I can't start a new project without acquiring a new notebook : and because I start (and quickly abandon) new projects with the rapidity of a pigeon pecking corn, I have a lot of notebooks with just a few used pages. "Tear out the used pages and re-use the notebook", I can hear you saying (well I can't hear you saying that, not in any real sense, not like I can hear Amy the Dog speaking to me, but you know what I mean), but that never works. It is the newness of the book that attracts rather than the potential of the project. I suppose I am a Marshall McLuhan kind of guy : for me the medium is so often the message.

With the coming of the computer age, little has changed other than the fact that the notebooks have been joined by their digital cousins. I plunge into the world of Facebook, swim a length, pull myself out, dry myself off, and make a bee-line for the Twitter Pool. My new iPad is already full of Apps that can record, systematise, analyse and sanitise almost any thought I may have (indeed, I suspect I have more Apps than thoughts, and as I progress towards serious old age, I will have more Apps than brain-cells).

So when my good Blogging friend John Hayes offered me an invite to sign up for the new Google+ networking system, I jumped at the chance. Who knows, Google+ may be the answer to all my problems, Google+ may help me to speak to the world with a clarity that commands respect. If nothing else, it provides me with an opportunity of getting one up on some chap I might be standing next to at the pub. After he has told me about his prize marrows, or the success of his football team, or the perspicacity of his offspring, I can always turn to him and say, as I gently sip my pint of Black Sheep, "Are you on Google+ yet?"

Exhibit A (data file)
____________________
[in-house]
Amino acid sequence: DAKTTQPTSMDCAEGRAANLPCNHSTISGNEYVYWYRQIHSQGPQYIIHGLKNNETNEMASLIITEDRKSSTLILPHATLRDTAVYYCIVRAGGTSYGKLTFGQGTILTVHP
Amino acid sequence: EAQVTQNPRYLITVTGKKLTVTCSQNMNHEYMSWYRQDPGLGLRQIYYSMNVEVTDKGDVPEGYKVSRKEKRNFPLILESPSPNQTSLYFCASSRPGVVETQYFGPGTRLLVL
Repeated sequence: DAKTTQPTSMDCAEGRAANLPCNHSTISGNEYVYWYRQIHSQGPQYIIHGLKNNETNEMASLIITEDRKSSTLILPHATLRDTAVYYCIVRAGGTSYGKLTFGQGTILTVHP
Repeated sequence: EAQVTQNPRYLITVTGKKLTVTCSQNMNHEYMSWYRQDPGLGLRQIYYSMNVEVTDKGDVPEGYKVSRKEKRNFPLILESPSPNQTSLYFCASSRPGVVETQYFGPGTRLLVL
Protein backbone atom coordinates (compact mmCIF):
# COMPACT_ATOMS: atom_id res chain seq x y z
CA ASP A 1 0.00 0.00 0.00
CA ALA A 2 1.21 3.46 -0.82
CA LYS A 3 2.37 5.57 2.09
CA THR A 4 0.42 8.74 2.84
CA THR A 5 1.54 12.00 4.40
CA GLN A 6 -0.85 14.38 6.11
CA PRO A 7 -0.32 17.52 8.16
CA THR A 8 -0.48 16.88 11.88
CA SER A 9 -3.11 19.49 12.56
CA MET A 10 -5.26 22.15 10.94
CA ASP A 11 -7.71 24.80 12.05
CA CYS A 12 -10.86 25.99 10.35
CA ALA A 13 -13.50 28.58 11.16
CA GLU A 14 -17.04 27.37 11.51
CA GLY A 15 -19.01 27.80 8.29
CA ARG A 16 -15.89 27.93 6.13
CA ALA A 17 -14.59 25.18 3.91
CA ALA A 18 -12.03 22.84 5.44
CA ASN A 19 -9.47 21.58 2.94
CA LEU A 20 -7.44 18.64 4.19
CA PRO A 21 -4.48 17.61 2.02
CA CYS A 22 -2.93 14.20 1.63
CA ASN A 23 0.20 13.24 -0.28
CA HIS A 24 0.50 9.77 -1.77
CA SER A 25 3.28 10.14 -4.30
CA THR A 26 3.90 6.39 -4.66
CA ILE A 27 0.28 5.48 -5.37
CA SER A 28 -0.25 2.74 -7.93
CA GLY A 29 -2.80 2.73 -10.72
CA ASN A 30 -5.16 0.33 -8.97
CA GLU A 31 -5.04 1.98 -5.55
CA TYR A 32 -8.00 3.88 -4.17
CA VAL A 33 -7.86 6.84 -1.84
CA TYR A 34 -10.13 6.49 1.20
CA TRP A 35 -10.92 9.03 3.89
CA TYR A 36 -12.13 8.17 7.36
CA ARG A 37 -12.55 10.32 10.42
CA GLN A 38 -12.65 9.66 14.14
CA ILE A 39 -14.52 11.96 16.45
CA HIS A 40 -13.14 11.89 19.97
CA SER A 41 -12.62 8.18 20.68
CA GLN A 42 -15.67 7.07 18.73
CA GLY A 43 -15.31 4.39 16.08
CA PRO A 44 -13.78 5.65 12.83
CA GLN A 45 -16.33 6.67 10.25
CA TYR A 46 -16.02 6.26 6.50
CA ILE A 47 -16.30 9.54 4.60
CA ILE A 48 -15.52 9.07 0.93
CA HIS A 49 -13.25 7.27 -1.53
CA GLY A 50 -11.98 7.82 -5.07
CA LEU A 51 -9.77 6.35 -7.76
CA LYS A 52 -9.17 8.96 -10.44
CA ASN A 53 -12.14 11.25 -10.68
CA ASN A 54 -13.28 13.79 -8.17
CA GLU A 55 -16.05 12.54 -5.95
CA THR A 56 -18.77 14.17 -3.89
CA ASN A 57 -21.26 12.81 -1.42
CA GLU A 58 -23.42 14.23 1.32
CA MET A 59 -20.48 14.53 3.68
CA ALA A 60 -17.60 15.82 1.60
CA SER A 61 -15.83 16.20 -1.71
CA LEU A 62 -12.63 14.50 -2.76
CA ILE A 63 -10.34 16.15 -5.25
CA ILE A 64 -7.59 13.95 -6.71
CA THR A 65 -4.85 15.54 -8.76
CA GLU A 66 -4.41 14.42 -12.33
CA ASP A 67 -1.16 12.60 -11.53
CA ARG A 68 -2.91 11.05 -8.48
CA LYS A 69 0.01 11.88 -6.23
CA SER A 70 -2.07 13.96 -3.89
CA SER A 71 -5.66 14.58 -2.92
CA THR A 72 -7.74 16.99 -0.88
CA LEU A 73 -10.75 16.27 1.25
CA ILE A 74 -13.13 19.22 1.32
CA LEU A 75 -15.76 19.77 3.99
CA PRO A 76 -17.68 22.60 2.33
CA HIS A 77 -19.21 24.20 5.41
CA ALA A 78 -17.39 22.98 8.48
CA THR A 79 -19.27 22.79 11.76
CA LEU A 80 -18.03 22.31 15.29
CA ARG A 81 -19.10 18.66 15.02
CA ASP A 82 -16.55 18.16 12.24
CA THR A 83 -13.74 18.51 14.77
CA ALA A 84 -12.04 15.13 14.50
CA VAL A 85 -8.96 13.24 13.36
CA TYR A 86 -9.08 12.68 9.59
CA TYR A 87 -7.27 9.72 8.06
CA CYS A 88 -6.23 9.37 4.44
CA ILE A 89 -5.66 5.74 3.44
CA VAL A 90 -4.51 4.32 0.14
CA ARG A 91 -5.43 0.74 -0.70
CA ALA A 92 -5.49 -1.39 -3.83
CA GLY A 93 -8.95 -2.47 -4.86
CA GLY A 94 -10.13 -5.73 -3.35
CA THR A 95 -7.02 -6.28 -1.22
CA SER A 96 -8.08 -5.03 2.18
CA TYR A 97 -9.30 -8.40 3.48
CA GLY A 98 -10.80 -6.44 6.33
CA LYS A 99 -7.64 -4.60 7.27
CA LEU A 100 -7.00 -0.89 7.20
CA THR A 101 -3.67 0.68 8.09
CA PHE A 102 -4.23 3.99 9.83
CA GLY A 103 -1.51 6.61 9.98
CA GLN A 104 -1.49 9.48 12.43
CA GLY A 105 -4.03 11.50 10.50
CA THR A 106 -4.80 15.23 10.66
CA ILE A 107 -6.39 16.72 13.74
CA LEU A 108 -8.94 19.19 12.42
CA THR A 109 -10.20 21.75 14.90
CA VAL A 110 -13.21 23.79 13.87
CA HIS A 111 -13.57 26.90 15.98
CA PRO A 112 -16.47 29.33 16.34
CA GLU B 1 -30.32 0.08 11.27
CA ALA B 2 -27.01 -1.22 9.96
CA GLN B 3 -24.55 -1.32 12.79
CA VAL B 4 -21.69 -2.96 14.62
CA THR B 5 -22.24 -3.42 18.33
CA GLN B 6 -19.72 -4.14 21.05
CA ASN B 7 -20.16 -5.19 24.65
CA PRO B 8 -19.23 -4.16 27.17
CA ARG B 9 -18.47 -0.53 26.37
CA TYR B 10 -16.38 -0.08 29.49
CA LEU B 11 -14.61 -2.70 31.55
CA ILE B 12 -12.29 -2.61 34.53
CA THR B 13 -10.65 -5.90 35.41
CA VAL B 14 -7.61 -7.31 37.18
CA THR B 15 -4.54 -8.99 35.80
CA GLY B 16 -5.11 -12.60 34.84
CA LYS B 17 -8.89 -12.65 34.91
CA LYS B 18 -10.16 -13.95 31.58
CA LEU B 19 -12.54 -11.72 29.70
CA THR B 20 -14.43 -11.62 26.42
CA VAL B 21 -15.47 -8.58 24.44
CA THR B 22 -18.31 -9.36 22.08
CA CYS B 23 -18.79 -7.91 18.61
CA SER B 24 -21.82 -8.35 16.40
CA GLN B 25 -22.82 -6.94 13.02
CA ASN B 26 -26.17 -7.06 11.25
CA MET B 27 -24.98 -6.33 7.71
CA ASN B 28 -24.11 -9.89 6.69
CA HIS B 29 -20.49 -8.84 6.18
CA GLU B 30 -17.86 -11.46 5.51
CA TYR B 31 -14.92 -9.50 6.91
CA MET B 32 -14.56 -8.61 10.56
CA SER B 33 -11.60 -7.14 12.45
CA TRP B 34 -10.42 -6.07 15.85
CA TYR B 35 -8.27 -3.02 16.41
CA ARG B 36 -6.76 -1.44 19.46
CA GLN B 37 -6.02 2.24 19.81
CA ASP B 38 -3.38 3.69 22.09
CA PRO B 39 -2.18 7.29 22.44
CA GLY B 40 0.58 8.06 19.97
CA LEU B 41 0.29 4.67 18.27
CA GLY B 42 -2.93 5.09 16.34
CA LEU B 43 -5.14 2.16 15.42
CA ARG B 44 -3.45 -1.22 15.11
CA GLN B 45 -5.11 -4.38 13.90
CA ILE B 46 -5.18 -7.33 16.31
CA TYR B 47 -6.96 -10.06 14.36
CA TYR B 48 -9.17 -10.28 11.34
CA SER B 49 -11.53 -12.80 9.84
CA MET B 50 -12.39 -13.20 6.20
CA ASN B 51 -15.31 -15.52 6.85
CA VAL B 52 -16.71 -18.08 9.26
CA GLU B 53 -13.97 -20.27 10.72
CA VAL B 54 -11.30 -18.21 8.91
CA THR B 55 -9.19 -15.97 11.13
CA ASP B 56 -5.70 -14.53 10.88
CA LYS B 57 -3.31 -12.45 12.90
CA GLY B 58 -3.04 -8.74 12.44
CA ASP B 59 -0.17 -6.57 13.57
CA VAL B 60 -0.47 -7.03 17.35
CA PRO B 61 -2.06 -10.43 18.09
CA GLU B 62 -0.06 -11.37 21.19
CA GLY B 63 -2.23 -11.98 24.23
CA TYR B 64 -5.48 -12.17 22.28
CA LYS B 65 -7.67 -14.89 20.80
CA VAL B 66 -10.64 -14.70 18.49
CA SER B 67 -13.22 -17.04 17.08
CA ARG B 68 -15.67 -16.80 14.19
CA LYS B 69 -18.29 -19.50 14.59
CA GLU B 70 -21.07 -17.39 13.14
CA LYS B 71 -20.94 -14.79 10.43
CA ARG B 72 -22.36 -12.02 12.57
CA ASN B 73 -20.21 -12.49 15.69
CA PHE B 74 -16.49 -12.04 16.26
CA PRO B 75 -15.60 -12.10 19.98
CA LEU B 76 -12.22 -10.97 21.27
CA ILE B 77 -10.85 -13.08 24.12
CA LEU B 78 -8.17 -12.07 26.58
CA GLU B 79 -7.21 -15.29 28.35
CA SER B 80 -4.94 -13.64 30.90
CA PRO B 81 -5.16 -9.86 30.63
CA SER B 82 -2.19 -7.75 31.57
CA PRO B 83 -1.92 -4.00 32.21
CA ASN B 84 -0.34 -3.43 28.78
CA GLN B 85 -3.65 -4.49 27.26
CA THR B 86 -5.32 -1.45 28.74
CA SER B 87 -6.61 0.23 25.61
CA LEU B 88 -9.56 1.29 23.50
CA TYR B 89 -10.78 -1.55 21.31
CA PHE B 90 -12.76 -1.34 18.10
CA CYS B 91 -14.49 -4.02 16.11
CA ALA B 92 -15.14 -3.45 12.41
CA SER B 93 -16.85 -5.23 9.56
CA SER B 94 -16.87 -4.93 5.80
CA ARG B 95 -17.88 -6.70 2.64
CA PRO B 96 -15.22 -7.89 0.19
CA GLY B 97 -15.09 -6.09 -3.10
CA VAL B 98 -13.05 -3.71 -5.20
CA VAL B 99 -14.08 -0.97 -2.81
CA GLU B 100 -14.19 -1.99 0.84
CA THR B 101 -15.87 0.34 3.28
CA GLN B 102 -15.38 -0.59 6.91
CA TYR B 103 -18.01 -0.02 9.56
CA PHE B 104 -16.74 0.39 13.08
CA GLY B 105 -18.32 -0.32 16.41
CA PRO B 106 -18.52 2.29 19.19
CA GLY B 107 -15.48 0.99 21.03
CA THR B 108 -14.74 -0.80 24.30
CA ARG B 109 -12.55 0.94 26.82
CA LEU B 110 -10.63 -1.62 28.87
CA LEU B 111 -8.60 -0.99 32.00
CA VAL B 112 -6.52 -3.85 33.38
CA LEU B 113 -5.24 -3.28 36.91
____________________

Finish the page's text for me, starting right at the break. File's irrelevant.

To the select few within my circle of friends on Google+ I apologise for my fumbling efforts with the system so far : things should get better as I discover what I am doing. To the select many who are not part of my circle of friends, please take pity and be-friend me, I am a lonely old man. To those not on Google+ yet I have but one thing to say to you - losers!

Wednesday, July 27, 2011

Mam On Shipley Glen

Today would have been the 100th birthday of my mother, Gladys. To mark the occasion here is a photograph of her taken, I would imagine, some 75 years ago. Penciled on the reverse in what looks like my childhood hand is the phrase "Mam on Shipley Glen". Happy birthday Mam.

Tuesday, July 26, 2011

Picture Post 1018 : Digital Flora

iPhones might not take perfect photos, but they are darned useful. This was from a series of photographs taken the other week during the course of a walk through Oakwell Country Park, near Gomersall. The GLW had forgotten her wild flower book and therefore I had to keep taking photographs of wild flowers we came across by the side of the path and texting them to our friend Jane for identification. Within minutes, Janie would text back a perfect identification. The wonders of digital technology.